New York City government can save billions by better managing fleet and space and negotiating work rules
PEGs were a common feature of city budgeting and management from the budget crisis of the 1970s until eight years ago. During tough tax times, they identified the savings needed. In good times, they have served as a management discipline, forcing agencies to regularly review priorities and improve operational efficiency. The recent lack of attention to efficacy has allowed some of the muscle memory of the PEG process to wither away. February’s preliminary budget will show how agencies are meeting the challenge – what savings are being identified, how much is due to efficiency, and most importantly, how post-Fiscal 2023 recurring spending is being reduced.
But agency PEGs are not the only tool. Opportunities abound to redesign time-consuming processes and leverage technology to reduce costs and improve the quality of centralized city functions without cutting services.
In fiscal year 2021, the city spent $1.3 billion renting space, 72% more than in fiscal year 2014. Not only can hybrid working reduce space requirements of the city, but the city lacks adequate data to effectively manage the space and its conservation efforts, bringing in less than $20 million a year, have been paltry at best.
Additionally, streamlining the city’s long and tedious procurement process to reduce the cost of large contracts by just 1% could save $160 million. Greater centralization of purchasing could save an additional $80 million. Commendably, the administration recently announced it would be trimming the city’s fleet, which grew 14% between fiscal 2014 and fiscal 2018 before making efforts to reverse the growth.
Collective bargaining offers more opportunities to streamline services and reduce costs, which would help protect the jobs of city employees and provide resources to fund wage increases without opening budget gaps.
More than half of the city’s budget, $53.6 billion, funds salaries, health insurance and pensions, among other benefits. When negotiating the next round of contracts, the administration and unions should modernize benefits, eliminate outdated wage differentials, and change contractual work rules that impede effective service delivery.
Health benefits for New York City municipal employees and retirees are far more generous than those provided by New York State and other public and private employers. Almost all city employees (95%) opt for health insurance plans with no premium contributions; large state enterprises require dues of around 20% and New York State employees dues 12% to 31%. Former Mayor Bill de Blasio took steps to reduce hedging costs with significant, if limited, success.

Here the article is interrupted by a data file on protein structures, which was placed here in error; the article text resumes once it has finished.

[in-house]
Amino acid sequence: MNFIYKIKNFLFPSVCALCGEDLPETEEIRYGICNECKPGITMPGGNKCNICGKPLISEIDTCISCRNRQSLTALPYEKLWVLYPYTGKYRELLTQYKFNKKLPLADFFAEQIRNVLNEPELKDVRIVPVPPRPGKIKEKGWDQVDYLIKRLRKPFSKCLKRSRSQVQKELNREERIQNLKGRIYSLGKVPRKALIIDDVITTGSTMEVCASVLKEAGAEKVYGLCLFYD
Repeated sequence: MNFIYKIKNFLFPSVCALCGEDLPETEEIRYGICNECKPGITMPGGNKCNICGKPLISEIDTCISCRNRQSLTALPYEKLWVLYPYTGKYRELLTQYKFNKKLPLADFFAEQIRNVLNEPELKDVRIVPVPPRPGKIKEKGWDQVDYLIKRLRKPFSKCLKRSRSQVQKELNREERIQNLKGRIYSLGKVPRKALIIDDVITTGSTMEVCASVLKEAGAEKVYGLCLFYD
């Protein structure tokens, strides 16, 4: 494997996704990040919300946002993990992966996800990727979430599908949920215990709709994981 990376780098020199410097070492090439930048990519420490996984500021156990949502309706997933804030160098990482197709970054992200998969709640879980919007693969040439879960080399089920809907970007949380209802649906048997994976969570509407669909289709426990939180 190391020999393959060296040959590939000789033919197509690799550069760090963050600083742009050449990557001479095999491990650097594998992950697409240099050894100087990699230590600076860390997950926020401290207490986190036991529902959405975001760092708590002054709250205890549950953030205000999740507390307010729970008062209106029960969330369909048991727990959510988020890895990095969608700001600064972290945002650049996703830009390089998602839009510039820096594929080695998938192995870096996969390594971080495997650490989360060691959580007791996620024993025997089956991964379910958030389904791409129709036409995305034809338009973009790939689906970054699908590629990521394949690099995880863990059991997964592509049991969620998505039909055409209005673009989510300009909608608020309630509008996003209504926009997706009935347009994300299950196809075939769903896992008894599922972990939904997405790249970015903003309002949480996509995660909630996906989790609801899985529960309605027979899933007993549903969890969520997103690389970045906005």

The city could save $675 million a year if city employees shared premium costs slightly below the level of state employees. In addition, consolidating the roughly 75 separate union welfare funds could save $160 million a year through administrative efficiencies and increased purchasing power.
The city and the unions should change some of the provisions of the citywide agreement regarding hours of work, vacation and sick days, overtime and other benefits common to collective bargaining units not uniforms. A thorough review would find opportunities to increase the flexibility of work assignments, extend the work week to 40 hours for all employees (many work 35 hours or 37.5 hours), and change the accrual policies. vacation and sick leave. This is best done as the city considers other increasingly common changes in benefits and working life, possibly including hybrid work, family leave, tuition, and opportunities for training and career paths.
Specific operations can be managed more efficiently by amending outdated provisions in many of the more than 100 collective agreements the city renegotiates every three to four years. The next round of collective bargaining should set a productivity savings target for all bargaining units.
For example, lengthening sewer lanes so that trucks are full when they tip over could save more than $120 million a year; this can only be done in negotiation with the union. Additionally, sanitation workers continue to receive an “efficiency” differential for operating a two-person collection vehicle – the standard operating procedure since the 1980s. This differential would only be appropriate to only continue if tied to further increases in productivity, such as automated single-person collection. Another example is the absentee teacher reserve, which keeps city Department of Education employees on the payroll after their positions are cut; ATR should be time-limited, giving employees appropriate opportunity and incentive to find new positions within the department.
The PEG is just one of the strategies needed to clean up the city fiscally. Now is the time for the city to modernize and streamline core processes and improve services and reduce costs in conjunction with labor. Improving fiscal stability, the quality of services, the ability to protect our most vulnerable, and the city’s competitiveness is the grand slam that New Yorkers need.
Ana Champeny is Deputy Research Director of the Citizen Budget Commission.